Enforcement of the Chicago Police Department’s Rule Against False Reports

As mandated by the consent decree entered in Illinois v. Chicago,the Public Safety section of the City of Chicago Office of Inspector General (OIG) has conducted an inquiry into the enforcement of the Chicago Police Department’s (CPD or the Department) Rule 14, which prohibits CPD members from “[m]aking a false report, written or oral.”[1] Alleged violations of CPD’s Rules and Regulations are usually investigated by CPD’s Bureau of Internal Affairs (BIA) and by the Civilian Office of Police Accountability (COPA), with the most serious of police disciplinary cases being adjudicated by the Chicago Police Board.[2] All of these entities come within the scope of OIG’s inquiry into the enforcement of CPD’s rule against false reports.

The truthfulness and credibility of police officers is foundational to the fair administration of justice, and to CPD’s effectiveness as a law enforcement agency. CPD, COPA, and the Police Board have each publicly expressed the view that these qualities in CPD members are integral to their ability to perform their duties and that a member’s violation of Rule 14 poses important risks, including undermining their ability to offer testimony in criminal prosecutions arising from CPD’s arrests. Due to the severity of the impact that stems from a CPD member making a false statement or report, CPD and COPA have reported the position that separation (i.e., termination of employment) is the appropriate disciplinary penalty when a member is found to have violated Rule 14.

The objectives of OIG’s inquiry were to determine whether:

  • BIA and COPA consistently allege Rule 14 violations when a CPD member makes a false statement or a material omission;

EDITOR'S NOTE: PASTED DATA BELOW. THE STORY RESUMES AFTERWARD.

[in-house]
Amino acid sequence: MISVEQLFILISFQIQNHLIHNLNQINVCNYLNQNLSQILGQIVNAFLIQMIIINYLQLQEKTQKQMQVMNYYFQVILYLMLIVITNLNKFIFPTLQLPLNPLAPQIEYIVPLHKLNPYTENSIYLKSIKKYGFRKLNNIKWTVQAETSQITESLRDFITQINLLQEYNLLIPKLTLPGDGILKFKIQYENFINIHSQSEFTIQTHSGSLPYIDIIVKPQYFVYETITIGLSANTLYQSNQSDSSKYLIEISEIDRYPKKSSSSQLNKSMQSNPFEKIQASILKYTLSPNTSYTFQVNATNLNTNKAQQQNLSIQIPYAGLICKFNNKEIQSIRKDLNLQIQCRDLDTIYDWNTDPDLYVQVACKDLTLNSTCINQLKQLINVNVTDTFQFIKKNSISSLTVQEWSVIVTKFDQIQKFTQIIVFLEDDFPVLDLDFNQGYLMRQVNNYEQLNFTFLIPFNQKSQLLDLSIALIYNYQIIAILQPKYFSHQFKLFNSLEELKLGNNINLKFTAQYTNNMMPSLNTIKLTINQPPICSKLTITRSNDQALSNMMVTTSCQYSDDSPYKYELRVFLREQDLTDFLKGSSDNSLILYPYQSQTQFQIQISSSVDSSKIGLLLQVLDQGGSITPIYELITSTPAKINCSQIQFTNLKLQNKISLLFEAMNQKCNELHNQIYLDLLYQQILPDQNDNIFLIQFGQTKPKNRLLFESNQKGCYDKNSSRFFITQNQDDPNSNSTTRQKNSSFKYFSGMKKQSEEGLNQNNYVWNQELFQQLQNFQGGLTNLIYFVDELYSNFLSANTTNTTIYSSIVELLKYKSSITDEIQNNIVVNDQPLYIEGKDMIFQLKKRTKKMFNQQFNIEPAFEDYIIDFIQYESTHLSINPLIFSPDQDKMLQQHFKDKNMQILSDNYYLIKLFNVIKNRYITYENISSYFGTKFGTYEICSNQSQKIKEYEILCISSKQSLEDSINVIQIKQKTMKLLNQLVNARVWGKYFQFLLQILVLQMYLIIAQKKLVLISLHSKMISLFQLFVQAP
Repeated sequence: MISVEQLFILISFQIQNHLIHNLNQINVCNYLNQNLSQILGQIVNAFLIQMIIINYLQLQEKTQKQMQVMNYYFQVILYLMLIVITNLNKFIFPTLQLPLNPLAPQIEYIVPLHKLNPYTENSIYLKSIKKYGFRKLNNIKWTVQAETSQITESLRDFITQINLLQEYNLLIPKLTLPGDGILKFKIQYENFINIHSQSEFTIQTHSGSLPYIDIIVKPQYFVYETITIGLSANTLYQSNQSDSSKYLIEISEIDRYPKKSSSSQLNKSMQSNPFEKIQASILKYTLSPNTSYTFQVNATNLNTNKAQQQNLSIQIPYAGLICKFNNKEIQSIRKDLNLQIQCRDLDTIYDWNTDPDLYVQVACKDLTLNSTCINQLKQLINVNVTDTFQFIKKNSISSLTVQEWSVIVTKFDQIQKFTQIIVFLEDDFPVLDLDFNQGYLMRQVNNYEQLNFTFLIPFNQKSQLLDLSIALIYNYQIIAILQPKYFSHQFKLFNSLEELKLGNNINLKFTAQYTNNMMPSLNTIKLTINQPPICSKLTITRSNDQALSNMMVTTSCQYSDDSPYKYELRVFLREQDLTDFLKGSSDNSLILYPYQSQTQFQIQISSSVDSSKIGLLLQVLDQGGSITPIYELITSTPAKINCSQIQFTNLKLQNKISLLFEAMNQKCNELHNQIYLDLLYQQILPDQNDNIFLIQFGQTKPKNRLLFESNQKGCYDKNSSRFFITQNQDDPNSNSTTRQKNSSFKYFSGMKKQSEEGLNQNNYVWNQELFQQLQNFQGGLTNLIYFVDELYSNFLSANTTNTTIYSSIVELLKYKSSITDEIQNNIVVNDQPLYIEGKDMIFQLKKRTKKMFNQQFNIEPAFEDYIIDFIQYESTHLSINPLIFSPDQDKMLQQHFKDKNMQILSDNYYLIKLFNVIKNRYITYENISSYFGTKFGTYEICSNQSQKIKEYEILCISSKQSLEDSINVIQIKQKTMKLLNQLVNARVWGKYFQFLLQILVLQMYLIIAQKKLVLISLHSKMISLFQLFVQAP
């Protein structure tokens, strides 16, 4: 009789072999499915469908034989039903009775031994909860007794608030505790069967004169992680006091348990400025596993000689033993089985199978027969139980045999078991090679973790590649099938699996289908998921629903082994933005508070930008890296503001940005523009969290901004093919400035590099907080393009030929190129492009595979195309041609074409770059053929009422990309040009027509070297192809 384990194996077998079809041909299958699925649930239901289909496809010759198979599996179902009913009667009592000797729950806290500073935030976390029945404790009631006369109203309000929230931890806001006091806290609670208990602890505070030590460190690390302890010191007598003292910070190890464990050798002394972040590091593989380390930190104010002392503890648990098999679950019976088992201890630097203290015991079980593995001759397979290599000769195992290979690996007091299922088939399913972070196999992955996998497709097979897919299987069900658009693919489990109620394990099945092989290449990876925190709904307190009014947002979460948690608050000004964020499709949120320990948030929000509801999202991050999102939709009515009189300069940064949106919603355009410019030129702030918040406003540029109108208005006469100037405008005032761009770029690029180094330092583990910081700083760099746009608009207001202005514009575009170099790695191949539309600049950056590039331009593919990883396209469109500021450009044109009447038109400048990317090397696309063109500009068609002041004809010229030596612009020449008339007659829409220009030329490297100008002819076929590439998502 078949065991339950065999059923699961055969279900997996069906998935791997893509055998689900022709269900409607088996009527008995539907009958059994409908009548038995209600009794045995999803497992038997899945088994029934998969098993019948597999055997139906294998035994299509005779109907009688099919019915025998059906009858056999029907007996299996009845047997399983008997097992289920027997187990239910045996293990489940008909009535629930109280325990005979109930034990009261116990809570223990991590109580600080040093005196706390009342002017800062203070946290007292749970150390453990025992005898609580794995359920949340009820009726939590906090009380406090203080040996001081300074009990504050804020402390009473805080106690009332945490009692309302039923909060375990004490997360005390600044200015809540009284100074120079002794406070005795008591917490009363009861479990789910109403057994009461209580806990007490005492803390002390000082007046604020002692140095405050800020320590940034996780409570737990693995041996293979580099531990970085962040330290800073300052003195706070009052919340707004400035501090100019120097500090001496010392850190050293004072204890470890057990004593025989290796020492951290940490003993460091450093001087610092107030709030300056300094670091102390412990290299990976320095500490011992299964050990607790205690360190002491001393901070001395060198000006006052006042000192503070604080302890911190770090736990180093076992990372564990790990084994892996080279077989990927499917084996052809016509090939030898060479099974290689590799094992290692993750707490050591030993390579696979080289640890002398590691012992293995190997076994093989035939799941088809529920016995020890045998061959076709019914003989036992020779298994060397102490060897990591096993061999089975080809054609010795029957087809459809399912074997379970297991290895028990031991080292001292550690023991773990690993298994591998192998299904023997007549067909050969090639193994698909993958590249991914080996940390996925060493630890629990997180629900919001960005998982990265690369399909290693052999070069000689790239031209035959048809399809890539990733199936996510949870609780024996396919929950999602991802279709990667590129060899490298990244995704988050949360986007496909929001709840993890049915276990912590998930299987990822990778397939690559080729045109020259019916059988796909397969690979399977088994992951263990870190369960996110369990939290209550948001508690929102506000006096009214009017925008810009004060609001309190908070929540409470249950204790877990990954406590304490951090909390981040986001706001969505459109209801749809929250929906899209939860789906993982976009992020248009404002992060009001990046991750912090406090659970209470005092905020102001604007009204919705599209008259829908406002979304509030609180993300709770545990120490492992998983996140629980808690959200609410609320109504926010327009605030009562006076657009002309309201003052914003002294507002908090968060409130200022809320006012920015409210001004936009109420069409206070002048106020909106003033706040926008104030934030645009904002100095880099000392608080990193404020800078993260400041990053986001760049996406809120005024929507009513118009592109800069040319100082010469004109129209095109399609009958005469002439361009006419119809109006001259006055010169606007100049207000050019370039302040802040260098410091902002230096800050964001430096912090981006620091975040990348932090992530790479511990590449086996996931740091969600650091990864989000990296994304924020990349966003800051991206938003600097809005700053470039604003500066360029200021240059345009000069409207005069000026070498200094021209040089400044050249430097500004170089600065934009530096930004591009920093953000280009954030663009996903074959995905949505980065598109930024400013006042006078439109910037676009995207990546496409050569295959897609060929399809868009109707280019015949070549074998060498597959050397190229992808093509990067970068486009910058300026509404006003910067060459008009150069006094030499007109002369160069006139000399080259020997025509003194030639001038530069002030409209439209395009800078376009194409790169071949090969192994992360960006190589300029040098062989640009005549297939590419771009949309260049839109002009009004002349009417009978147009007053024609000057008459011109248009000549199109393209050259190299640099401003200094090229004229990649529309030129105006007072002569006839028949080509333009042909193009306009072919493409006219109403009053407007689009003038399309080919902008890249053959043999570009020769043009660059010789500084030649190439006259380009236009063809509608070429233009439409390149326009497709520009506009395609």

• Sustained allegations involving false statements consistently result in separation of the accused member from CPD;[3] and
  • Relevant agencies share information about Rule 14 violations and adverse credibility findings or negative credibility determinations.[4]

OIG found the following:

  1. Structural failures in Chicago’s police accountability system allow CPD members with Rule 14 histories to remain in positions with duties that depend upon their truthfulness and credibility.[5] CPD, COPA, and the Police Board each state a Department member’s honesty is integral to their duties and that a Rule 14 violation can erode public trust and create risks for CPD. However, CPD, COPA, and Police Board practices allow for Department members with Rule 14 histories to remain employed, often assigned to positions such as Beat Officer or Detective.
  2. CPD’s processes for identifying members with Rule 14 histories and sharing this information as required lack rigor and controls, and therefore pose risk to the Department and compromise the legal and constitutional rights of defendants and litigants. CPD does not accurately maintain records pertaining to members’ Rule 14 histories. Members with Rule 14 histories were missing from the list CPD provided to OIG and additional records were inconclusive or could not be located. Further, CPD will only produce a member’s disciplinary history if a prosecutor explicitly requests the disciplinary history, which does not appear to be a consistent practice.